At Wahat Al Karama on Thursday there was grief, pride and memories of lost loved ones who died in the line of duty
'I am so proud of my son:' Families of Emirati martyrs remember their loved ones
Khamees Al Naqbi’s son died a decade ago during a rescue mission at sea but he remembers it as though it were yesterday.
Abdulaziz volunteered to help find a lost swimmer and was himself washed over the side of a boat off the coast of Fujairah. The 31-year-old's body was never found.
But the brave young man who ventured into the stormy waters that day will never be forgotten by his proud family.
As they sat with quiet dignity at the Wahat Al Karama war memorial in Abu Dhabi on Thursday, families remembered their own martyred sons and fathers and those of the Emiratis around them.
The country's leaders stood before the memorial on Thursday to honour those who gave the ultimate sacrifice.
Many of the recent dead lost their lives in Yemen but others died as Abdulaziz, who had four children, did or in training missions at home or abroad. All are remembered with the same reverence.
Mr Al Naqbi, 65, can recall the day his son died in 2009 to the smallest detail.
“It was around eight in the evening and it was so cold. The waves were very high and I just had a gut feeling that something was not right. It rained a lot that day,” said Mr Al Naqbi.
“A man was drowning in the sea so Abdulaziz went out on a speed boat. But because of the weather that day he drowned. His colleagues survived," said the father, whose eyes still fill up with tears when he speaks of that day.
“They got the coastguards and the divers out. They spent months looking for his body,” he said.
“But I am proud that my son died for his country. The purpose of life is to serve God foremost and then your country. Abdulaziz died fulfiling his duty and in service of his country,” he said.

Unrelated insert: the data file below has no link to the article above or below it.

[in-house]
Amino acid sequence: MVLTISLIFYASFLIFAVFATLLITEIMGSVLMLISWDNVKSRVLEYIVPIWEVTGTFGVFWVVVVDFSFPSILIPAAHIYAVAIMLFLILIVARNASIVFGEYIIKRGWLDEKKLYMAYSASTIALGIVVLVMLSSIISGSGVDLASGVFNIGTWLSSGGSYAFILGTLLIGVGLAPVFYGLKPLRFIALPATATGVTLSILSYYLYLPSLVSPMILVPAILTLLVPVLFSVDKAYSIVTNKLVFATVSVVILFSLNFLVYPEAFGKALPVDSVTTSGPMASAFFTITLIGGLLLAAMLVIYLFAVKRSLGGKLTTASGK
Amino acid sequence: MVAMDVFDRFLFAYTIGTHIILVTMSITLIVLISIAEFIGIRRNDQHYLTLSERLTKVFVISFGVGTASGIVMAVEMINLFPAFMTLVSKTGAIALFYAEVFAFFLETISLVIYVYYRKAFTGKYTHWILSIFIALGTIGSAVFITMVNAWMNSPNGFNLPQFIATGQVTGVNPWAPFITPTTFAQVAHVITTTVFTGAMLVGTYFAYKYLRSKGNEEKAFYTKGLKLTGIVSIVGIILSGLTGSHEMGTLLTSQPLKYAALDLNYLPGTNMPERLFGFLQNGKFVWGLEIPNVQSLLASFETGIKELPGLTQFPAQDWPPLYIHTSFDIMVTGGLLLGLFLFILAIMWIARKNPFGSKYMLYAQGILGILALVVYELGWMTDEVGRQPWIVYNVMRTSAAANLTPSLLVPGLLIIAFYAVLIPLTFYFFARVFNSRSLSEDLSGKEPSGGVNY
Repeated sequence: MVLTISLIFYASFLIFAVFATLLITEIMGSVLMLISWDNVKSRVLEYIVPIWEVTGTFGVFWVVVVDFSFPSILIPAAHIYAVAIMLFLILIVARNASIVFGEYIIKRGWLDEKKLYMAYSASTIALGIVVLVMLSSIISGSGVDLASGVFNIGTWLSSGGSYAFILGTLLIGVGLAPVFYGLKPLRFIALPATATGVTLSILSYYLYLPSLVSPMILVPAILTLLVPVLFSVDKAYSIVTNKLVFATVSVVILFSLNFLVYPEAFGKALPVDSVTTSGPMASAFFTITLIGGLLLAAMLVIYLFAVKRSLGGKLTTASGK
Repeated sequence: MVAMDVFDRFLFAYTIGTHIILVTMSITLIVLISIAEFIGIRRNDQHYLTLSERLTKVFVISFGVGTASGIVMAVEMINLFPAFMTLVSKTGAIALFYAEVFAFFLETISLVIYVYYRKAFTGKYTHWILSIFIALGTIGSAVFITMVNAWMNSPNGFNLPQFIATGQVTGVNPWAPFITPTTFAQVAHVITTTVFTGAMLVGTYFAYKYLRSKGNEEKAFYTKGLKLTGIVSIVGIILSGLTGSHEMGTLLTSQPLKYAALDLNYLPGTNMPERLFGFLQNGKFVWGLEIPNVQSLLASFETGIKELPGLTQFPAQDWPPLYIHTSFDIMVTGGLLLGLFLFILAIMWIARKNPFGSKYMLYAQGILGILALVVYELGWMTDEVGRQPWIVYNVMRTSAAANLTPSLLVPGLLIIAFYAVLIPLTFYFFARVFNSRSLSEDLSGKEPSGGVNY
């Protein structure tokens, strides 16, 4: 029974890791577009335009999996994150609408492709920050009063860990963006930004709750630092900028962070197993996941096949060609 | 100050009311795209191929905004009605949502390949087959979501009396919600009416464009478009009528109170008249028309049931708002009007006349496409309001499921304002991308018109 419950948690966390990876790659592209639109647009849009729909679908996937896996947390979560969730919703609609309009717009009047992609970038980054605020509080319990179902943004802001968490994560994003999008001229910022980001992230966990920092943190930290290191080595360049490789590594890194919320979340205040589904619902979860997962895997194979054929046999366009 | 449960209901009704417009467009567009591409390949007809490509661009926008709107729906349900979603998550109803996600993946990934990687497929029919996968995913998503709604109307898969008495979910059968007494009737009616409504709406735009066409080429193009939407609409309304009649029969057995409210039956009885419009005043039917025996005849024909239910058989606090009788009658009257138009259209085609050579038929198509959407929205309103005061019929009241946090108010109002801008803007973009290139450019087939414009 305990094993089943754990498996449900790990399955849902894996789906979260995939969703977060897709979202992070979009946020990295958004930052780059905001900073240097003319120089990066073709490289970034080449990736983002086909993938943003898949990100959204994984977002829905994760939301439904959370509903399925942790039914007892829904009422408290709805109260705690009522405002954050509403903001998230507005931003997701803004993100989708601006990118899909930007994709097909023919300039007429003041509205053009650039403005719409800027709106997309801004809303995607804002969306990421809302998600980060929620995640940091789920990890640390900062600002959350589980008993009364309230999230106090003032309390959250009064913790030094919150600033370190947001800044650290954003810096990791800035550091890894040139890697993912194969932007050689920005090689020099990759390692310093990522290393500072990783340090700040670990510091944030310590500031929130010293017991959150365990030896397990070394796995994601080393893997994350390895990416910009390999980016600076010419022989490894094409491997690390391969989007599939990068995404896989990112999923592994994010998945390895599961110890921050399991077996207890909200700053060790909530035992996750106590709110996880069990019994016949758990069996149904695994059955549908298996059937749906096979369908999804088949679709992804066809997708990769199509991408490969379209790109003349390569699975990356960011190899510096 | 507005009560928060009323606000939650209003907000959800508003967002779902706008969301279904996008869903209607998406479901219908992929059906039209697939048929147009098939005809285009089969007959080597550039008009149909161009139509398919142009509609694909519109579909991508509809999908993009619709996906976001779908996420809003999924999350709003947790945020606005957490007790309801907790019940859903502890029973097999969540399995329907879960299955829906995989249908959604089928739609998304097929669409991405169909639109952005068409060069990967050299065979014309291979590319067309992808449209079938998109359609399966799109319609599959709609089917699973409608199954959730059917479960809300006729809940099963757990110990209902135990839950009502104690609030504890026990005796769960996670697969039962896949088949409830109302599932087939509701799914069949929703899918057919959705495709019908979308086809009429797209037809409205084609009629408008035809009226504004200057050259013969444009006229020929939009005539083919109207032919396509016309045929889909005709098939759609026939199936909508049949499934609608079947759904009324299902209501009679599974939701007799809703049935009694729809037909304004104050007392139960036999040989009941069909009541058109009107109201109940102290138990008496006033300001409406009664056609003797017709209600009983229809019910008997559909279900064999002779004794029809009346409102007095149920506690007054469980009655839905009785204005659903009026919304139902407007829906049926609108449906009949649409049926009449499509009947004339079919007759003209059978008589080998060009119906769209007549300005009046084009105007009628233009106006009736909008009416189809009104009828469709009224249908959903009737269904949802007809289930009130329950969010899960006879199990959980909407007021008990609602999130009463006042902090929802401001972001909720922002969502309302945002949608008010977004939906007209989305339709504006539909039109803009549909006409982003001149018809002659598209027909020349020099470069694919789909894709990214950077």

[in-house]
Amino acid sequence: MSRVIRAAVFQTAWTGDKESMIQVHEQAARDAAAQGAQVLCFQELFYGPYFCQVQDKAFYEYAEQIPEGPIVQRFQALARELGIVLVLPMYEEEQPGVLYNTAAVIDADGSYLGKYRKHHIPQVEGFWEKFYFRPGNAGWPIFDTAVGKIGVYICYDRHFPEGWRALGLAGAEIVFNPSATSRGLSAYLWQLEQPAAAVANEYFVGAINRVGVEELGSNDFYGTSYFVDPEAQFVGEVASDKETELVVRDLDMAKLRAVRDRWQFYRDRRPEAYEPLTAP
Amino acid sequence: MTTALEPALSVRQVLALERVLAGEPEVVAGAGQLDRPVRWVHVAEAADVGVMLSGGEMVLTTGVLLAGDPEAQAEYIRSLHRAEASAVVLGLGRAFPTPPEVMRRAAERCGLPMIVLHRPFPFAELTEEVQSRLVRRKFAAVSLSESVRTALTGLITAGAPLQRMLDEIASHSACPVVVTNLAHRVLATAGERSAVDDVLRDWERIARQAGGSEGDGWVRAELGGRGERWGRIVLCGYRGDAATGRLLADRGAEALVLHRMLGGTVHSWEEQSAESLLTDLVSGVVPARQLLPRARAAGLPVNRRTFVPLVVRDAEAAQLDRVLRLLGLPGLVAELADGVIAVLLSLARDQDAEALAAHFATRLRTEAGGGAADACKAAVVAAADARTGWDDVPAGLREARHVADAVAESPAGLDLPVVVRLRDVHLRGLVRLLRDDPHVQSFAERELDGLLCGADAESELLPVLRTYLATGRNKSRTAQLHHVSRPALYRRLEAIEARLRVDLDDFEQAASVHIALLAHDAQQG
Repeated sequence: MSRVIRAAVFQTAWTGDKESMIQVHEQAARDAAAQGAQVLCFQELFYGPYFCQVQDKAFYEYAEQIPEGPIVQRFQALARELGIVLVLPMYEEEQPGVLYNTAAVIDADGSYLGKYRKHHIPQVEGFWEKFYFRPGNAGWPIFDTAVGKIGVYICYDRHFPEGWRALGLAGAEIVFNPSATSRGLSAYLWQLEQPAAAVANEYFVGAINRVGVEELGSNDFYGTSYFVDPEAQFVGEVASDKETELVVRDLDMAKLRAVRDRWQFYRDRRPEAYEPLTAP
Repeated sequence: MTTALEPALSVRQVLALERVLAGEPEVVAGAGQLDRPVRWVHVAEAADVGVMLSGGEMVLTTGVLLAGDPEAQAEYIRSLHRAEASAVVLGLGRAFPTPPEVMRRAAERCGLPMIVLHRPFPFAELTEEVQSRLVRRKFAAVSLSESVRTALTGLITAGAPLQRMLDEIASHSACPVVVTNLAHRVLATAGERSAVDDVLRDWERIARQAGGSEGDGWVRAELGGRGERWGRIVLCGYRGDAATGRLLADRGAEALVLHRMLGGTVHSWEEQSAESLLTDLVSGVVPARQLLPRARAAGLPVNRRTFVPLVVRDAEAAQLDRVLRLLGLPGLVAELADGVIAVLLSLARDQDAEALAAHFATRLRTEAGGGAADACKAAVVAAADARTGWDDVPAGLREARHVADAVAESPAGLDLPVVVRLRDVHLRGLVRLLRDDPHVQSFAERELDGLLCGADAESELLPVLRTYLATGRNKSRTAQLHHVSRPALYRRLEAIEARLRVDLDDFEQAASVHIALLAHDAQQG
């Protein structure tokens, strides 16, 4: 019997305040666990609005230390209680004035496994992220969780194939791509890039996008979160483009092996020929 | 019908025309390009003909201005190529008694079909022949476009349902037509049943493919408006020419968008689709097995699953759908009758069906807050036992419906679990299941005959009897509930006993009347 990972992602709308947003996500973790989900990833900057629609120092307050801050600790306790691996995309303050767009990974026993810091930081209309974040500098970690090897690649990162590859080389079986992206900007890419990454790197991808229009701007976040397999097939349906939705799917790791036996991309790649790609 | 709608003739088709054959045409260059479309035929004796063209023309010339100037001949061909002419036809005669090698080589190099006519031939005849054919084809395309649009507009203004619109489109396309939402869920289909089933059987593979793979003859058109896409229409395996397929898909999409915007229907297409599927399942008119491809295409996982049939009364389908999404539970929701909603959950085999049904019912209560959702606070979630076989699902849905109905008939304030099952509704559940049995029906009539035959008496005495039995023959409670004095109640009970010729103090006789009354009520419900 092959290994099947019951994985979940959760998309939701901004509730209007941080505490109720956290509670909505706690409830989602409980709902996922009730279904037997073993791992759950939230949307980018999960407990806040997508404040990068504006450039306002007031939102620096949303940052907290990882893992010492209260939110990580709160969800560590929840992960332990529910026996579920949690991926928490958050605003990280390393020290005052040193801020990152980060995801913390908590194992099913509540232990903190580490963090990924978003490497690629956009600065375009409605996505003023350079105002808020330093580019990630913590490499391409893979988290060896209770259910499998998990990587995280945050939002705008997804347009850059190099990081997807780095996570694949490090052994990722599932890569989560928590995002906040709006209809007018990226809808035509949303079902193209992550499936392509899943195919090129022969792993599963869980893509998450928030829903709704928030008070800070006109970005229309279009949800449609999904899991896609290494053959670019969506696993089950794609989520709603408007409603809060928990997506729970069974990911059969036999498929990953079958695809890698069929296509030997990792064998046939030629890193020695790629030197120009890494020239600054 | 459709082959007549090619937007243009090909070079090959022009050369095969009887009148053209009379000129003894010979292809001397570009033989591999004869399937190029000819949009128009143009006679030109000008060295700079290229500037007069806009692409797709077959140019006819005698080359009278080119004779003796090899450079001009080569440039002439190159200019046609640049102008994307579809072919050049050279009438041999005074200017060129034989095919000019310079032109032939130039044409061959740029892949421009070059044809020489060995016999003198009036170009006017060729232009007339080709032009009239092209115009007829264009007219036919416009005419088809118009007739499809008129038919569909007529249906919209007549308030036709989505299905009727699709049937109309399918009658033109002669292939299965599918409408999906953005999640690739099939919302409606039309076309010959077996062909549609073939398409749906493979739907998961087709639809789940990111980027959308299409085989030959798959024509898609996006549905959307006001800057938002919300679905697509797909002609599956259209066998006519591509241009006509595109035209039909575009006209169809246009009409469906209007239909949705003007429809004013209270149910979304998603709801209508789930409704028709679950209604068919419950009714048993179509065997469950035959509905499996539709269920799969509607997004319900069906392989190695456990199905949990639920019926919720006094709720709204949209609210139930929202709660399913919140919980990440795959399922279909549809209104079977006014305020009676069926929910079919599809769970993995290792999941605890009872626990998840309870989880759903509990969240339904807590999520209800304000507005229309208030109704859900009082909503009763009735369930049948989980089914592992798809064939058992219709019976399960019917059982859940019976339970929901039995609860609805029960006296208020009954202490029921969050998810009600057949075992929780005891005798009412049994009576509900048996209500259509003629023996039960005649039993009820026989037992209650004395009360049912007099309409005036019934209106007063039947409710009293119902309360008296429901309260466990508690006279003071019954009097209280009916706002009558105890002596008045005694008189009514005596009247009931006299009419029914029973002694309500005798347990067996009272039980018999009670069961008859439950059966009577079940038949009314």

Khamees Mussabah, 45, died in 1988, when the plane he was in crashed outside Dubai during a training mission.
His son Adel was at the service to remember him. He said Commemoration Day is important to his family.
“To me it means fatherhood,” says Adel, who was only seven when his father died.
Adel, 39, a firefighter, says that even though it has been more thirty years, he “remembers everything”
“I haven’t forgotten a thing. His face, his voice, his laugh,” he said.
Adel's grandfather, also named Khamees, said: “Even though you can never forget your son, Commemoration Day revives his memory and that of our loved ones."
In those days, Adel said, the recognition was not as it is today, and that the role servicemen and women play today role has taken on new meaning.
“When he died, yes the rulers visited it us, but there was nothing like this," he said.
"The family mourned silently and as a child I wanted and wished for more. Today my wish has come true and my father is being recognised for the hero he was."
Maryam Al Manaei, 46, lost her son Mohamed Al Dhaheri, 22, when his plane crashed in Yemen in 2016. She said the military spent two weeks looking for his remains.
“I kept expecting them to find him and for him to walk in the door,” she said.
“Will you believe me when I tell you that when they told me that they found his body, I didn’t believe he was dead and I still don’t?
"To me, my son is still with me. I have never forgotten him for a second. He didn’t die."
She said that her son’s last words before his death was him seeking her permission.
“He asked me how I would feel if he died a martyr defending his country,” she said.
“I told him that it was the most noble way to die and if God intends for him to die a martyr then it would happen.
"People die in car accidents and in different ways. I’m happy that he died serving his country and fulfiling his dream,” she said.